With Connecticut Senator Joseph Lieberman polling a scant 9% in the New Hampshire primary Tuesday, the word on the street was not whether he would drop out, but when.
“He’s kind of the Bob Graham of January,” said independent analyst Stuart Rothenberg, referring to the Florida senator who ended his bid for president in October. “He’s a guy who deserves to be treated with some respect, but who’s hard to take all that seriously for the Democratic nomination.”
After the polls closed Tuesday night, Lieberman said he would soldier on, portraying his fifth-place showing as “a three-way split decision for third place” in a speech to supporters. He said his bid was not simply a campaign, but a struggle “for a Democratic Party that fights as hard to defend national security as it does to advance the cause of social justice and equal rights.”
While the final tally in New Hampshire may have done in Lieberman, it cemented Massachusetts Senator John Kerry’s status as the front-runner for the nomination. He won the primary with 39% of the vote, and primed himself in an election-night speech to challenge President Bush on the issues of jobs and national security.
Former Vermont governor Howard Dean finished second with 26%, while retired general Wesley Clark and North Carolina Senator John Edwards followed with 13% and 12%, respectively. None of the five top finishers seemed prepared to drop out before the next round of primaries on February 3.
Lieberman’s campaign scheduled a full slate of events for the candidate on Wednesday in Oklahoma, a state that votes next week. Strategists for several campaigns said that this year’s compressed primary schedule, far from winnowing the candidates early, was encouraging them to hang on because they already have spent substantial resources on contests down the road.
But Lieberman’s poll numbers have been discouraging for weeks in the states voting February 3, despite the millions he has spent to advertise in some of them. Consequently, there were whispers in the air even before the voting Tuesday that the end was near. A top Lieberman supporter told the Forward privately Tuesday morning that Lieberman would need to be in the “mid-teens” in order to have a chance to go on. “If not, the money will dry up,” the supporter said.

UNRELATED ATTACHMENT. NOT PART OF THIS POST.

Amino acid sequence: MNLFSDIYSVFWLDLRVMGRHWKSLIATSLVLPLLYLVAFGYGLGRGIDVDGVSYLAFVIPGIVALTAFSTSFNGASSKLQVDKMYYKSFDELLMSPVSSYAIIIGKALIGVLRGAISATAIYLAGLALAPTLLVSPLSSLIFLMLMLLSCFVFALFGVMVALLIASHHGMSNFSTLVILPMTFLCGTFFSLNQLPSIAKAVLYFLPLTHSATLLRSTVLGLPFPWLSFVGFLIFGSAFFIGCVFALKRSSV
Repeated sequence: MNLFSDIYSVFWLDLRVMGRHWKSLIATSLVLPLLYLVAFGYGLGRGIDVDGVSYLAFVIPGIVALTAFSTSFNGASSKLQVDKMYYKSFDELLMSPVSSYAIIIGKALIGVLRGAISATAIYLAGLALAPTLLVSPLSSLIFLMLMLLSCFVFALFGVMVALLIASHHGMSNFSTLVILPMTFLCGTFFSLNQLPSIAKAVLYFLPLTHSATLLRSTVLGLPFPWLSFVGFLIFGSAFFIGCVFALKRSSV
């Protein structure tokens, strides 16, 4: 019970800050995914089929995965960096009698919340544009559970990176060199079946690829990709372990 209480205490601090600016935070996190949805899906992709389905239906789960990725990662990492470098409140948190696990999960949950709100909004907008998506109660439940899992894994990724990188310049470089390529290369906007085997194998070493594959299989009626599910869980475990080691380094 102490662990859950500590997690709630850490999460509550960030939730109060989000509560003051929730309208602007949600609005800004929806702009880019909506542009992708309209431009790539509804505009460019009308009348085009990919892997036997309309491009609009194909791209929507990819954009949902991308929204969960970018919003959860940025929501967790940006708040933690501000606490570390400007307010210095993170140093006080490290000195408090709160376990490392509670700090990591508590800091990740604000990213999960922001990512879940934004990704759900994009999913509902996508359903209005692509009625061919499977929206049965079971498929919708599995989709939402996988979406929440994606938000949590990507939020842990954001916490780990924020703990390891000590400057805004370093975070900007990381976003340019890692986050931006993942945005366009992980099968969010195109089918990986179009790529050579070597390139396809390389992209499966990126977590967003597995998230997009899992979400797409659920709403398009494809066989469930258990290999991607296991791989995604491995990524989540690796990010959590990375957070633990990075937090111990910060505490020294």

On Tuesday night after the polls closed, the talking heads on television were in near-obituary mode.
“Joe Lieberman is one of the greatest guys I’ve ever known in politics,” said former Republican senator and presidential candidate Robert Dole, commenting on CNN. Added Dole, “I don’t see where he goes from here. It’s pretty clear he finished fifth.”
Even Lieberman’s greatest booster, his mother, Marcia, 89, seemed resigned when caught on the campaign trail last weekend by the Los Angeles Times.
“He’s such a good man,” the Times quoted her as saying. “I don’t know why he didn’t catch on.”
Asked to assess the campaign, analysts said that Lieberman’s bid failed on the merits and did not say anything substantial about Jews in American politics.
“I really don’t think, as the Joe Lieberman campaign unfolded, that [his being Jewish] was a terribly important part of the results, one way or the other,” said Los Angeles-based Democratic strategist Donna Bojarsky.
Ken Goldstein, a political scientist at the University of Wisconsin, said, “It’s a sign of the great maturity of our politics. There are a great many reasons why the Joe Lieberman campaign has not taken off — a lack of fundraising, his not being a compelling stump speaker, his being too conservative for a Democratic primary electorate — but you don’t hear even a whisper that it was because he is Jewish.”
Political observers said that from a professional point-of-view, the campaign was generally well-executed. Lieberman shook up his fundraising staff early on and that operation hollowed out quickly. But his press shop featured one of the few stars to emerge this cycle among the younger generation of Democratic mouthpieces: Lieberman’s hilarious “minister of information” Jano Cabrera.